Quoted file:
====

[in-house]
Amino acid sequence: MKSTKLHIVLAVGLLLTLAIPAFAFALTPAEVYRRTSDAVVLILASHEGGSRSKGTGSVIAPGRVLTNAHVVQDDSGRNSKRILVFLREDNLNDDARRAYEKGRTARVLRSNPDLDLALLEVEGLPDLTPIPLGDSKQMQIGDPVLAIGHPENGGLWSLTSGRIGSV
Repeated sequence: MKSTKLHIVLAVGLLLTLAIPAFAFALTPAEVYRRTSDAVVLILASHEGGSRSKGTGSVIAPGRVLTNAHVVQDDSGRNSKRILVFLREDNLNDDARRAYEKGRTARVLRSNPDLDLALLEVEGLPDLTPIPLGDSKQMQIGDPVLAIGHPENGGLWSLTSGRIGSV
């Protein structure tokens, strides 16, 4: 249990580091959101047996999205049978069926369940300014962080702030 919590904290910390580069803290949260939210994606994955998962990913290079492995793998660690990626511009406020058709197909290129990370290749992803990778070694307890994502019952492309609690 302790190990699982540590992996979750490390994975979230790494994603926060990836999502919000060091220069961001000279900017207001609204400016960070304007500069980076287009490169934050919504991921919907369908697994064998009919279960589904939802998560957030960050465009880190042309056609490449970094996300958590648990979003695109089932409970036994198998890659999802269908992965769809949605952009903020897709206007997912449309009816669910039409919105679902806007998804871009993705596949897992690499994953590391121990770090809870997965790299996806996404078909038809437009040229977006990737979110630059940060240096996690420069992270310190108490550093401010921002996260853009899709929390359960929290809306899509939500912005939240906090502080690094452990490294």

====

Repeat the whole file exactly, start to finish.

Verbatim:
[in-house]
Amino acid sequence: MKSTKLHIVLAVGLLLTLAIPAFAFALTPAEVYRRTSDAVVLILASHEGGSRSKGTGSVIAPGRVLTNAHVVQDDSGRNSKRILVFLREDNLNDDARRAYEKGRTARVLRSNPDLDLALLEVEGLPDLTPIPLGDSKQMQIGDPVLAIGHPENGGLWSLTSGRIGSV
Repeated sequence: MKSTKLHIVLAVGLLLTLAIPAFAFALTPAEVYRRTSDAVVLILASHEGGSRSKGTGSVIAPGRVLTNAHVVQDDSGRNSKRILVFLREDNLNDDARRAYEKGRTARVLRSNPDLDLALLEVEGLPDLTPIPLGDSKQMQIGDPVLAIGHPENGGLWSLTSGRIGSV
């Protein structure tokens, strides 16, 4: 249990580091959101047996999205049978069926369940300014962080702030 919590904290910390580069803290949260939210994606994955998962990913290079492995793998660690990626511009406020058709197909290129990370290749992803990778070694307890994502019952492309609690 302790190990699982540590992996979750490390994975979230790494994603926060990836999502919000060091220069961001000279900017207001609204400016960070304007500069980076287009490169934050919504991921919907369908697994064998009919279960589904939802998560957030960050465009880190042309056609490449970094996300958590648990979003695109089932409970036994198998890659999802269908992965769809949605952009903020897709206007997912449309009816669910039409919105679902806007998804871009993705596949897992690499994953590391121990770090809870997965790299996806996404078909038809437009040229977006990737979110630059940060240096996690420069992270310190108490550093401010921002996260853009899709929390359960929290809306899509939500912005939240906090502080690094452990490294």